A joint letter says that Department of Homeland Security employees have been leaving the department because they cannot continue to work unpaid as the shutdown drags on, NBC said. “DHS employees who protect the traveling public, investigate and counter terrorism, and protect critical infrastructure should not have to rely on the charitable generosity of others for assistance in feeding their families and paying their bills while they steadfastly focus on the mission at hand,” the letter said. “This is unconscionable.”
Meanwhile, the Indian Health Service has found a way to pay most of its federal workers. An email from acting director Michael Weahkee said the agency has been moving employees from “excepted” to “exempt.” There are three categories of federal employees, those furloughed without pay, those excepted who are working without pay, and those who are exempt because their pay is coming from a budget line that is not a part of the partial government shutdown. The email said the agency increased its exempted list to 89 percent of the civilian workers for pay period one and some checks were being processed to make that happen.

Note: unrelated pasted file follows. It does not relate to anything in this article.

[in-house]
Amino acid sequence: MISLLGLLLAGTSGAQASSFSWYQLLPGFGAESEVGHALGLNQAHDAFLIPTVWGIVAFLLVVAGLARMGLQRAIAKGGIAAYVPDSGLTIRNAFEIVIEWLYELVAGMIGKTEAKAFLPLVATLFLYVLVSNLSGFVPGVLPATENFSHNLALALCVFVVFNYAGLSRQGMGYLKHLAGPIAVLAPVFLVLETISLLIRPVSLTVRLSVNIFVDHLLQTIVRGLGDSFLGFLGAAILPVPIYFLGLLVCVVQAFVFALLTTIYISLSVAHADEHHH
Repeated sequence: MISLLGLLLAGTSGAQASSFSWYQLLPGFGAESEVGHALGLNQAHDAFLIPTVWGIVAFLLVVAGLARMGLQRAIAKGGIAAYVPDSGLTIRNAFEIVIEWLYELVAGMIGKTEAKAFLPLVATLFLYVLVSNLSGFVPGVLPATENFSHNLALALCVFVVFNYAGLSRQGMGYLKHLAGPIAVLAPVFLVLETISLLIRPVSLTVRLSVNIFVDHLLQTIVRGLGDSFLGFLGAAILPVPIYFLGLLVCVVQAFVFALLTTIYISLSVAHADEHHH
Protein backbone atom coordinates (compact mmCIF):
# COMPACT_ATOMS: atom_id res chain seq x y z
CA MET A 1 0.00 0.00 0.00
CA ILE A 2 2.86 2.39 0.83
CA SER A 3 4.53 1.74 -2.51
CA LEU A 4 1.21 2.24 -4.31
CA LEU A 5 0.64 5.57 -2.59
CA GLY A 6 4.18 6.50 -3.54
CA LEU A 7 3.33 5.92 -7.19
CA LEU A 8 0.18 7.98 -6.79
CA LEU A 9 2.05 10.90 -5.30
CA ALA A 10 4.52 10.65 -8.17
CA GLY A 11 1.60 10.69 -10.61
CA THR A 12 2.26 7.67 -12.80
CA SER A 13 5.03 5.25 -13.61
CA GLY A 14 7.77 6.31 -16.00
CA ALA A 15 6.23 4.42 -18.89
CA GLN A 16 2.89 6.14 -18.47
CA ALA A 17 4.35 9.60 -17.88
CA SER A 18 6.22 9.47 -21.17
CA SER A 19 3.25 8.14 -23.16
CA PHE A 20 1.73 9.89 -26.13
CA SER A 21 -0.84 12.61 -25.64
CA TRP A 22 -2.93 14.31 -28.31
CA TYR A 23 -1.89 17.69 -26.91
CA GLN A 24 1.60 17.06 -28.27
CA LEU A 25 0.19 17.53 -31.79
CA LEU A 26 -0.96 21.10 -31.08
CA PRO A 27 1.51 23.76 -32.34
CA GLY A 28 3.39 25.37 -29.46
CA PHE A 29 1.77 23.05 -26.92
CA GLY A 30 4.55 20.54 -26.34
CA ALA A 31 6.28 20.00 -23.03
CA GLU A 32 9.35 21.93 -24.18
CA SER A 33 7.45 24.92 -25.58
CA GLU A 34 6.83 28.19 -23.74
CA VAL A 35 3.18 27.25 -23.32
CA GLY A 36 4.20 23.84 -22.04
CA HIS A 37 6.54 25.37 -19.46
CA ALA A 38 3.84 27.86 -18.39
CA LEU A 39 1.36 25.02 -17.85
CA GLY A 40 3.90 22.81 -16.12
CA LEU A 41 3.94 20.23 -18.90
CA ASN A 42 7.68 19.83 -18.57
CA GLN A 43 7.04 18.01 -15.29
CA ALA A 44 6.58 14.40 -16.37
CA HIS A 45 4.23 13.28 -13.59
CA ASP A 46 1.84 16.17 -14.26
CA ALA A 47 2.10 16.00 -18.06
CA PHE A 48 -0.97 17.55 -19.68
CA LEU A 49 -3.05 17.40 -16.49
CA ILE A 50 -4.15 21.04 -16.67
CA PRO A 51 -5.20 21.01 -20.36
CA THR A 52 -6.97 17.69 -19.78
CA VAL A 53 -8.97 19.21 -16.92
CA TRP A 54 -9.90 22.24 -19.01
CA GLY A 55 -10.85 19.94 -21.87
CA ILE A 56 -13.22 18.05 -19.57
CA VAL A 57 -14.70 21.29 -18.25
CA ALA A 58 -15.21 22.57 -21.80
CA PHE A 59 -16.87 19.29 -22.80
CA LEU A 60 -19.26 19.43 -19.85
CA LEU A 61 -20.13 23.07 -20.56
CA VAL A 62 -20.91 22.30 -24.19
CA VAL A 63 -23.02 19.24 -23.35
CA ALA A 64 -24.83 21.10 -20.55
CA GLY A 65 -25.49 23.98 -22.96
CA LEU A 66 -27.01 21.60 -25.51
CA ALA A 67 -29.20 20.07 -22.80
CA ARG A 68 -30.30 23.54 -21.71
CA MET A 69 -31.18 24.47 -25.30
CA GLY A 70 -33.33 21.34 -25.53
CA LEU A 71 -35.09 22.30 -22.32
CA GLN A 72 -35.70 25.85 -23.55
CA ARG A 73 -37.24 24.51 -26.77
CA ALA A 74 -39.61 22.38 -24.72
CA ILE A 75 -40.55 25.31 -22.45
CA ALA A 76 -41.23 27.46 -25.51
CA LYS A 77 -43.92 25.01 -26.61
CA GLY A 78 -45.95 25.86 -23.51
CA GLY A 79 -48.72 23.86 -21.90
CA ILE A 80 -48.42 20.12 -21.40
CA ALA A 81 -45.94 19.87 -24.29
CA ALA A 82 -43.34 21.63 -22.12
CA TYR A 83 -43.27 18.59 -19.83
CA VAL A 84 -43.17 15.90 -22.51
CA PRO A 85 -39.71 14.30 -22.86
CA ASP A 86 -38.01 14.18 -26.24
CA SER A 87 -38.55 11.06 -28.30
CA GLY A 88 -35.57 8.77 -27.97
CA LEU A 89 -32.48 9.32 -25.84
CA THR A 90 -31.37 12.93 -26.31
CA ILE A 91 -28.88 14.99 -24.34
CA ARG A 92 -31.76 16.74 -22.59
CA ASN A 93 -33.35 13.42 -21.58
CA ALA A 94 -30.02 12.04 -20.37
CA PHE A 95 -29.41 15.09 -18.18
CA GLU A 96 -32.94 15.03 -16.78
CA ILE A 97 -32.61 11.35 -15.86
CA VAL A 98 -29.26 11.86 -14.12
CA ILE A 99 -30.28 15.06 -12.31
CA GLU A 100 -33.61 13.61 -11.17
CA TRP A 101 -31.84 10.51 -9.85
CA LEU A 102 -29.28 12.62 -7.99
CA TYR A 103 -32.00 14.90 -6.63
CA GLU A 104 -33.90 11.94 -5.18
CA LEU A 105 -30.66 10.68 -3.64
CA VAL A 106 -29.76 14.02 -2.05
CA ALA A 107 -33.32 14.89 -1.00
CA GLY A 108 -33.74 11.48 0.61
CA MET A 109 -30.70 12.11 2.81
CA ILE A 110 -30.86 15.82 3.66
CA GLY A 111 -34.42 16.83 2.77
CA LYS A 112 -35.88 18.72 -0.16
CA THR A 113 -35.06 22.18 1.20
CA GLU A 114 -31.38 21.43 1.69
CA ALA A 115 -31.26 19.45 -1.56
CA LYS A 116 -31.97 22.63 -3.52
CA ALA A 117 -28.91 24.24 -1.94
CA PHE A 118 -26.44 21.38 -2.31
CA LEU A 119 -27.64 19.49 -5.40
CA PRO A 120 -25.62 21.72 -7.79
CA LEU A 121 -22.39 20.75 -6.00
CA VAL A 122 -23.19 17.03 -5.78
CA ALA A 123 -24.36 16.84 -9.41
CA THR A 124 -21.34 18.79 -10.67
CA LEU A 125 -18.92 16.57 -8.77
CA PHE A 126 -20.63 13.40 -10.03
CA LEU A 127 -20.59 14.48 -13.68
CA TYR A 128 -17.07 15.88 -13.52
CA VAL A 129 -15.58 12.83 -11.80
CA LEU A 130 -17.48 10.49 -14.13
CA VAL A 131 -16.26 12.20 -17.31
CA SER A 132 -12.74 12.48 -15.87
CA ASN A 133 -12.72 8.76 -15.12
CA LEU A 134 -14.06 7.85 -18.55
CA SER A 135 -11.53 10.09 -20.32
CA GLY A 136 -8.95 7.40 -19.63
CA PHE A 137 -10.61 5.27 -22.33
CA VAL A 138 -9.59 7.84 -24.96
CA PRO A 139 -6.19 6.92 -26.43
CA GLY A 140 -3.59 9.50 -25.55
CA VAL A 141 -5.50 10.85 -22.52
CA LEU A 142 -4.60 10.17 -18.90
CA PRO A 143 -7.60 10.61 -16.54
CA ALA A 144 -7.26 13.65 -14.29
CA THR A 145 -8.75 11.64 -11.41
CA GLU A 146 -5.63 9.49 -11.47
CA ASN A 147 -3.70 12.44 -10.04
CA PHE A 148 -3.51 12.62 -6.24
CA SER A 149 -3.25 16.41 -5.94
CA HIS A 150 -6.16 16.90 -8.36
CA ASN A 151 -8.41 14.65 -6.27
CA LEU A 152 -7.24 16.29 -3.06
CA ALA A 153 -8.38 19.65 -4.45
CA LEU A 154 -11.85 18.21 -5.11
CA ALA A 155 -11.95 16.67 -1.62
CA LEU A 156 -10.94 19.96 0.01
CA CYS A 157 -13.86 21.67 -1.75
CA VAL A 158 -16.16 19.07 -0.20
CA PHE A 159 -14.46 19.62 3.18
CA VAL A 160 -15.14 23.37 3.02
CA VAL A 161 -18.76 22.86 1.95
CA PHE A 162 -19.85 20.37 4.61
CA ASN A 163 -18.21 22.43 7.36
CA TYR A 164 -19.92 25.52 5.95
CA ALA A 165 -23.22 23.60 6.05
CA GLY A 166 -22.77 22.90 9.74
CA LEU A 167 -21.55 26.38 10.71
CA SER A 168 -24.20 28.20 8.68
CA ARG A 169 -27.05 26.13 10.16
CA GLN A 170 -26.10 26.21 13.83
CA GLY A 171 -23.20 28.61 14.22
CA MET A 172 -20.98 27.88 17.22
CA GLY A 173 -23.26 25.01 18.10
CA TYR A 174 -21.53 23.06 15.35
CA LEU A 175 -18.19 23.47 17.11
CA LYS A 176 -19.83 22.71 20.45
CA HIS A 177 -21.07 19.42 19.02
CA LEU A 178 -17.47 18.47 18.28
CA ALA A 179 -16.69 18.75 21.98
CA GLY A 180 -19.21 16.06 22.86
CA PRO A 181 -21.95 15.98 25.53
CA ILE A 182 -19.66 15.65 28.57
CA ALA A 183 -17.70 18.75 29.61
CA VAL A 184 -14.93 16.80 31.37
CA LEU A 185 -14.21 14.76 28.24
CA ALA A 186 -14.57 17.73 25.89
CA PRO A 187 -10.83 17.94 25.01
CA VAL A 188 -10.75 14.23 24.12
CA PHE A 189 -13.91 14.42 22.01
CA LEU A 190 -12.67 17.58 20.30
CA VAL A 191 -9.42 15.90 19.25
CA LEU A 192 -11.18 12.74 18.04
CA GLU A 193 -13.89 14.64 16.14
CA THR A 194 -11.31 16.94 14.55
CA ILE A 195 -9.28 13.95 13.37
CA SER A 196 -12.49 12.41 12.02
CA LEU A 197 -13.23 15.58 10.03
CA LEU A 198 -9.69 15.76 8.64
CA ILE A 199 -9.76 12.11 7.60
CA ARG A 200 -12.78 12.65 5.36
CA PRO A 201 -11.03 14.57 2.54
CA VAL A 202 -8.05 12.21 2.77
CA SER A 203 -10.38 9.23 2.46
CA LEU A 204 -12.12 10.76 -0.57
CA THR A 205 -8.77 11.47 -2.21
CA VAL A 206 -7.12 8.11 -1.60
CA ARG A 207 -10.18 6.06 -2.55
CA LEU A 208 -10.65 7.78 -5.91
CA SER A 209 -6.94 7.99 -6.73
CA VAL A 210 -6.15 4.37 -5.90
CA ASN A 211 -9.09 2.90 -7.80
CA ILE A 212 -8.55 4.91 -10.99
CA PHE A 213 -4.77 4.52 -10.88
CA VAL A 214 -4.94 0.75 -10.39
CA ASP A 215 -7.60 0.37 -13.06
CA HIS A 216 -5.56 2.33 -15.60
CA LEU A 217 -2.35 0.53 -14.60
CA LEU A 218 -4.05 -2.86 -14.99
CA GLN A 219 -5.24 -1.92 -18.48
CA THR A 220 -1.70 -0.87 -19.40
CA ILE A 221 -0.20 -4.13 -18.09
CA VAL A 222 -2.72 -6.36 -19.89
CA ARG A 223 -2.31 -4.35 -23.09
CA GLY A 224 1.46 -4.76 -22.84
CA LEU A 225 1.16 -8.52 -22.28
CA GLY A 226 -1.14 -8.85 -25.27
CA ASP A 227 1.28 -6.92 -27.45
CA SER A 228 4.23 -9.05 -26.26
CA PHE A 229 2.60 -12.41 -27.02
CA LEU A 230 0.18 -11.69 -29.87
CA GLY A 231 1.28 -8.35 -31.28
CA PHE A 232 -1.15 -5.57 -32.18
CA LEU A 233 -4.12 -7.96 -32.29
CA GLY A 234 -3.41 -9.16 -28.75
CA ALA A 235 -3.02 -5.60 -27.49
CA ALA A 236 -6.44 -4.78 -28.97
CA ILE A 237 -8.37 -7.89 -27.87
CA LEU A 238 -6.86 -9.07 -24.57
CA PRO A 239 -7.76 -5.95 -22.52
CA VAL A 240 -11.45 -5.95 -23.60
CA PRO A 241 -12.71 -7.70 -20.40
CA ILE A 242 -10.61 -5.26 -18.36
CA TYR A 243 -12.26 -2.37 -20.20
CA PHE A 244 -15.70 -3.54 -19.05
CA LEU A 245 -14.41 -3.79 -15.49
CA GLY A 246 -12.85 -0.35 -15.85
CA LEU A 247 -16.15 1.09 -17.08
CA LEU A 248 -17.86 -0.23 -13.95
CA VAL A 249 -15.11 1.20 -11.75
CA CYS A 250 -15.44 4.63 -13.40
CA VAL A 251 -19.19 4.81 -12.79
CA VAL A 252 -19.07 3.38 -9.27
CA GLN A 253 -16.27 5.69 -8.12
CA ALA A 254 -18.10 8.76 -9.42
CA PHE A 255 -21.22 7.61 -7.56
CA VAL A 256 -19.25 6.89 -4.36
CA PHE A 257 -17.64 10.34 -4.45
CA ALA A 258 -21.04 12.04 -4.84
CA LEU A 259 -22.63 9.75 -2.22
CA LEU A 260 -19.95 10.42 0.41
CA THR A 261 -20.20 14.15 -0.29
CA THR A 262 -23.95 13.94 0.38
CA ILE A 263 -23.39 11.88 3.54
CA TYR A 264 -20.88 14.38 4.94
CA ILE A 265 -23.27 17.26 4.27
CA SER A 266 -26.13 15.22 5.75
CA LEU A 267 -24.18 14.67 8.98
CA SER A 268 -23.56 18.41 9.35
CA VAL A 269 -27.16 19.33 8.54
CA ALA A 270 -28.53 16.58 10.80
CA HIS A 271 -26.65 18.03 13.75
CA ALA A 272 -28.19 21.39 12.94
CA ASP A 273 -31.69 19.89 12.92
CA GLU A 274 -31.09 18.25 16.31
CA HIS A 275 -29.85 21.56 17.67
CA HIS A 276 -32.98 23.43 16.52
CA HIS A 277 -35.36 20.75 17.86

“There are still some of us who remain in the excepted status and are working with delayed pay. I ask for your continued patience -- I know it’s not easy. I want each of you to know that we hear your concerns about paying bills, supporting your families, covering basic commuting costs, and trying to remain positive in an uncertain time. Let me assure you that the IHS leadership is doing everything possible to ensure that we can pay as many of our employees as possible,” Weahkee wrote.
He said IHS is holding weekly telephone calls with tribes, health and urban organizations, to share information about the lapse in federal spending. “Some of our tribal and urban partners report having to reduce services and staff in order to retain core emergency health operations,” Weahkee wrote. “Others have shared their stories and concerns about the growing impact to their entire communities. Most encouraging is the sense of community and support generated by everyone during this time.”
Tribes and nonprofits and urban clinics have to continue their operations without federal funds. More than half of the Indian health system is operated by tribes, urban clinics, and nonprofits.
Mark Trahant is editor of Indian Country Today. He is a member of the Shoshone-Bannock Tribes. Follow him on Twitter - @TrahantReports